Summary: This project sought to strengthen the assessment and inventory capacities of Zimbabwe’s ministry in charge of lands, in order to support the effective implementation of the national land-reform programme initiated in 2000.
Problem: The fast-track land-reform programme of 2000 has transformed the land-ownership structure in Zimbabwe, by transferring agricultural land from 6,400 former large-scale commercial farmers to about 163,775 newly resettled farmers. This new structure requires that the land-administration system, as well as the related policy and regulatory frameworks, be strengthened in order to effectively respond to the emerging needs; otherwise, the expected gains of the land reform risk not being achieved. Indeed, the challenges already being felt include land insecurity, conflicts among farmers, illegal resettlements, environmental degradation and the decline of agricultural productivity and output. Consequently, the country has been experiencing problems such as food insecurity, inadequate supply of raw materials for the industry, job losses, shortage of foreign currency and overall economic decline. Yet, lack of resources and capacities has been hampering governmental efforts to address these challenges.
The main objective of this project was to support and strengthen Zimbabwe’s Ministry of Lands, Agriculture, Water, Climate and Rural Resettlement (MLAWCRR) and other implementing partners to carry out their activities in line with their mandates and in a more effective, efficient and sustainable way. The ultimate aim was to accelerate the rehabilitation of the land sector and to improve the regulatory and land-management frameworks as prerequisites for the recovery and development of agriculture and other land-based economic activities.
A project management unit was established and housed at the MLAWCRR, while a working group was established with the former commercial farmers to resolve the outstanding compensation issues. This has thawed the relationships between the Government and the former farmers. Other key components of the project included:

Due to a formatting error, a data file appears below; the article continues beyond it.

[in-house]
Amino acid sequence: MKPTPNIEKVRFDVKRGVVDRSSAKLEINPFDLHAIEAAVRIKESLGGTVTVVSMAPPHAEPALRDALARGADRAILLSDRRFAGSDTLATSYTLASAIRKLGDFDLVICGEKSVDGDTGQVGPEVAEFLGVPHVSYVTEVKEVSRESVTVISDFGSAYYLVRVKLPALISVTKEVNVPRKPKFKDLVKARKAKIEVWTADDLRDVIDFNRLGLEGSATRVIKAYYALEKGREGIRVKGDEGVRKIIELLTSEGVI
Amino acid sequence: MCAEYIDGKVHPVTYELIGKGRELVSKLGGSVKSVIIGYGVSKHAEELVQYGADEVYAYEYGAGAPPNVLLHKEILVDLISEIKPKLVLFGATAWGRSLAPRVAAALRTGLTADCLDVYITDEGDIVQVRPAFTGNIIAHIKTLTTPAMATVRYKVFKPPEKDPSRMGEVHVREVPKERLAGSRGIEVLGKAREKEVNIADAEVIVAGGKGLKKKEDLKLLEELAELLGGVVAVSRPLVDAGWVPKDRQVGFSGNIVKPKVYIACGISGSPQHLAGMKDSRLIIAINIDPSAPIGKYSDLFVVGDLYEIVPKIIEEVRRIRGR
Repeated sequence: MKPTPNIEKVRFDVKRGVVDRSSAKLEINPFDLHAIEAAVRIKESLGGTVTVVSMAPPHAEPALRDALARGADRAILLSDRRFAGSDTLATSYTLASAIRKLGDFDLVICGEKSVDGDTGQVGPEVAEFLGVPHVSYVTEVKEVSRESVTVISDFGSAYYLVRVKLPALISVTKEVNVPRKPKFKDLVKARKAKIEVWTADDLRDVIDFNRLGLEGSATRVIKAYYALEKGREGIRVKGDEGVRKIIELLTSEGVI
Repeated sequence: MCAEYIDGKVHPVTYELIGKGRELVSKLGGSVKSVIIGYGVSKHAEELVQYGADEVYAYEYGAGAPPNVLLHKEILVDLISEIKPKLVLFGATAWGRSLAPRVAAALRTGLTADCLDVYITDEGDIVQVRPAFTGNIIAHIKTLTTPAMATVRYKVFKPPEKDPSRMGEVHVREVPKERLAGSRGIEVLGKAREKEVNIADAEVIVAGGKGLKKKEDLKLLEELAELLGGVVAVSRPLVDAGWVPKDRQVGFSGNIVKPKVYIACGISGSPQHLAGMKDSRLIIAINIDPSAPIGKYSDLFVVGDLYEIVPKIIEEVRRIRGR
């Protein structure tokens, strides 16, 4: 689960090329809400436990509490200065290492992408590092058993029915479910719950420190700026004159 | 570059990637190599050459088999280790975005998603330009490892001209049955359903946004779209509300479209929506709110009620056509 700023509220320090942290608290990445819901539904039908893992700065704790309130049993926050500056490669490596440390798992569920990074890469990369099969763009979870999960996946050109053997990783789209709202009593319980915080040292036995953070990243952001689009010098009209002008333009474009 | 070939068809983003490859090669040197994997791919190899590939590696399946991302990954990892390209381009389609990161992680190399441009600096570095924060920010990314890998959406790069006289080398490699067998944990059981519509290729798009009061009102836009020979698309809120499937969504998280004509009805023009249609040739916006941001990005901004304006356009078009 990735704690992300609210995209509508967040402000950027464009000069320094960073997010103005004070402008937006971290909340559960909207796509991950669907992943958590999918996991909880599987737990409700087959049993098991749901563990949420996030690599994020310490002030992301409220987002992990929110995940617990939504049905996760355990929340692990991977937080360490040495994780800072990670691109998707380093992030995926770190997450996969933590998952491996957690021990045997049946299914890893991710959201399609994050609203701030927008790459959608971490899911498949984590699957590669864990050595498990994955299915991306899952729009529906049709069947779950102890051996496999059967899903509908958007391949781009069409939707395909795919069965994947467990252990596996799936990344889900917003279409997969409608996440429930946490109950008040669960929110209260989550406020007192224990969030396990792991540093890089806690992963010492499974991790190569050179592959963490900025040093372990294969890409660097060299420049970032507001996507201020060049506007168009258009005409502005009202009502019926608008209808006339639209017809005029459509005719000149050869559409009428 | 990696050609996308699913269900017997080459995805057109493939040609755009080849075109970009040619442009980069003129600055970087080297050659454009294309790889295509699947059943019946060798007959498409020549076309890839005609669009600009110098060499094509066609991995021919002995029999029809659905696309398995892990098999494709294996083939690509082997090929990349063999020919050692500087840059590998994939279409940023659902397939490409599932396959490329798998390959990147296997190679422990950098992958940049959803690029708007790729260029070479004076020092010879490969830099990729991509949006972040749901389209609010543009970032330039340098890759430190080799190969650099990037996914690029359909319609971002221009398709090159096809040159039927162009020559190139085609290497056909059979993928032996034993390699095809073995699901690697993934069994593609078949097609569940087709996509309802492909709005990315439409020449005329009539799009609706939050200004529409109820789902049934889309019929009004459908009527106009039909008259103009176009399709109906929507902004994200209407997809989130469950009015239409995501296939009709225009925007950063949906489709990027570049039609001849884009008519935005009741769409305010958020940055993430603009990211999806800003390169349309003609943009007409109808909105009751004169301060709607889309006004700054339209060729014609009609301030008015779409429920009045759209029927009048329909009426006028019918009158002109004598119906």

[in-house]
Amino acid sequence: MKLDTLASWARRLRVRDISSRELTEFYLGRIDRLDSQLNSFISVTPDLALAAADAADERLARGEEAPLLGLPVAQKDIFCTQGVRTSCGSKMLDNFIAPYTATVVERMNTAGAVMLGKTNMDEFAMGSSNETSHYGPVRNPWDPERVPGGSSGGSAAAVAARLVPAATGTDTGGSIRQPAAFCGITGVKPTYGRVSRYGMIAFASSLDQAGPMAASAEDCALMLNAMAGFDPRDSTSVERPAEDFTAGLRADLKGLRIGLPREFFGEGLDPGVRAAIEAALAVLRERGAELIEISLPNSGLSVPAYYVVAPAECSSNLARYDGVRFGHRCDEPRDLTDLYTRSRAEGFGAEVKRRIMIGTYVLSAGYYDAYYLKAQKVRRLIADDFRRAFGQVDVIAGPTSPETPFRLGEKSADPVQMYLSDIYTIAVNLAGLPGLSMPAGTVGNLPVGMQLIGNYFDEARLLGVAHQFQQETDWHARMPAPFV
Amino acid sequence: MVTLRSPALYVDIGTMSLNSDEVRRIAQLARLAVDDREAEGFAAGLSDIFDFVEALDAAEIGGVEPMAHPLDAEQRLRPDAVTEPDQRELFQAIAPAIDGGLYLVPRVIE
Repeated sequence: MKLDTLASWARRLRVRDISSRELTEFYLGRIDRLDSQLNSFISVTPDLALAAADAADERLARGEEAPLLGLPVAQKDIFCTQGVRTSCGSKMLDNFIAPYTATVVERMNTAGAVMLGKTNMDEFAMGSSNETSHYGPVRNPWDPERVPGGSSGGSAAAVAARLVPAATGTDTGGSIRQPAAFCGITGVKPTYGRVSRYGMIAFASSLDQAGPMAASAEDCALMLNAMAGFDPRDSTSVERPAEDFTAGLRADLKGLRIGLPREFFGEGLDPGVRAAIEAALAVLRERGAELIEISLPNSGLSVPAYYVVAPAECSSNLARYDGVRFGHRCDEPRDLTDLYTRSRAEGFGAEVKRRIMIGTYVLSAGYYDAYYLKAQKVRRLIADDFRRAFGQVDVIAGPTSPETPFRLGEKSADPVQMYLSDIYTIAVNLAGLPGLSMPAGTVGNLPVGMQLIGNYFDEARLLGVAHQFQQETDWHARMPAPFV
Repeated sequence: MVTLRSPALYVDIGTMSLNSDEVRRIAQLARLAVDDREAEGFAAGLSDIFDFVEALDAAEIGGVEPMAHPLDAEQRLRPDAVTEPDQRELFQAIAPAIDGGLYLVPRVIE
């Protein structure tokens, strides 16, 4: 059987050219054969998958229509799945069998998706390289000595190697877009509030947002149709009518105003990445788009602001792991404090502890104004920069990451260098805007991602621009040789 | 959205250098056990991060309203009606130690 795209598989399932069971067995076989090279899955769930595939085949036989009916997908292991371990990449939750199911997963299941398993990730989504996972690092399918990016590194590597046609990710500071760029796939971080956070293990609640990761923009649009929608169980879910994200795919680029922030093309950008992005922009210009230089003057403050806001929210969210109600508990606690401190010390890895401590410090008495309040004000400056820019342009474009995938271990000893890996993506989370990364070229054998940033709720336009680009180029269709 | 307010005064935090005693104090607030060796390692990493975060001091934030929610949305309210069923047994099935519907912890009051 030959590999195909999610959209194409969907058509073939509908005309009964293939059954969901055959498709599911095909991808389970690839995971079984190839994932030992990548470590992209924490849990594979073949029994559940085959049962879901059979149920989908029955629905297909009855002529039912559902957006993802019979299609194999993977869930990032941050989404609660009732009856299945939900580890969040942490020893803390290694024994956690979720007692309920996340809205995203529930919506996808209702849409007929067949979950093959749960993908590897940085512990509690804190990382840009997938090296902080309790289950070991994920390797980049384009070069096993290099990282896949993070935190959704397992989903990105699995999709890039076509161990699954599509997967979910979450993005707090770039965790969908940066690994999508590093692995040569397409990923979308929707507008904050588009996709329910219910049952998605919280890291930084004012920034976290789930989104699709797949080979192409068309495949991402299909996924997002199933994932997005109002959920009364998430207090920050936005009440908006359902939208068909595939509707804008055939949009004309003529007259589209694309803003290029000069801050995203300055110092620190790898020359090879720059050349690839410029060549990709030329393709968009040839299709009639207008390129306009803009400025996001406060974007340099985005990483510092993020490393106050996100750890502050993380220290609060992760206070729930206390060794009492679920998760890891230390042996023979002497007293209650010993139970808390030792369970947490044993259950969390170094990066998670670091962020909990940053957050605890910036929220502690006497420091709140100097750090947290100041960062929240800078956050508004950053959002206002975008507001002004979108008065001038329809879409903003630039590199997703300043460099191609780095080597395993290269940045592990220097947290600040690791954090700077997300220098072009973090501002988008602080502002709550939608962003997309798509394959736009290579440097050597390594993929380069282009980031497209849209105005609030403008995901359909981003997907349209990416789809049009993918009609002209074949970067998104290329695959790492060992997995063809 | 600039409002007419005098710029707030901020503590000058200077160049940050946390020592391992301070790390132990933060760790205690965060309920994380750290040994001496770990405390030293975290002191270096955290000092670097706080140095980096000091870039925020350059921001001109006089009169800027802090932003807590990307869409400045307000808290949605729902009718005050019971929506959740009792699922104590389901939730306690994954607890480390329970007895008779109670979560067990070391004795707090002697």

– The update of the farm inventories;
– The development of a consensus-based mechanism for the compensation of former commercial farmers;
– The establishment of an adequate survey-control network;
– The survey of medium-scale farm units (above 100 ha each) and the update of the land-information database;
– The establishment and strengthening of the coordination of the Land Information Management System (LIMS) within the MLAWCRR;
– The development of a dispute-resolution framework; and
– The evaluation of land-tenure systems and policy recommendations.
The project’s specific achievements include the following:
– 2,881 farm inventories were carried out, providing information for the purposes of determining the compensations to the former large-scale commercial farmers;
– 30 MLAWCRR staff were trained in database management, and a land database is being implemented (80% completed);
– Five continuously operating reference stations (GPS base stations) were built and are operational, thus cutting the costs and time involved in mapping and surveys;
– 24 staff of the Department of the Surveyor General (DSG) were trained in image-analysis software for using satellite data for mapping;
– 557 medium-scale farms were surveyed and a draft strategy for surveying the remaining medium-scale farm units was produced;
– Area networks (LANs/WANs) were established at the head offices of the MLAWCRR and DSG, as well as at DSG’s Southerton and Bulawayo offices; 114 officers were trained in LIMS and updated the existing database;
– The MLAWCRR drafted guidelines for a functional and legally supported dispute-resolution framework, based on international good practices;
– A study of land-tenure systems and policies was produced, to contribute to the development of the National Land Policy Framework;
– The Zimbabwe Land Commission (ZLC) was established as a specialized body for dealing with land-related issues, and its strategic plan was formulated to underlie its activities, including securing resources for land audits.
Study tours to Brazil and Malaysia in 2017 exposed ZLC’s commissioners to international experiences and best practices on land reform and tenure issues, including guidelines on how to conduct land audits, which have since then been developed and are being implemented in Zimbabwe. Study tours to African countries (Kenya, Rwanda and Tanzania) in 2018 also provided ZLC’s commissioners with knowledge about different local land-governance provisions and regulations.
Provider countries: Brazil, Kenya, Malaysia, Rwanda, Tanzania
Beneficiary country: Zimbabwe
Supported by: UNDP and European Union
Implementing agencies: Zimbabwe’s Ministry of Lands, Agriculture, Water, Climate and Rural Resettlement (MLAWCRR)
Project period: January 2014 – February 2019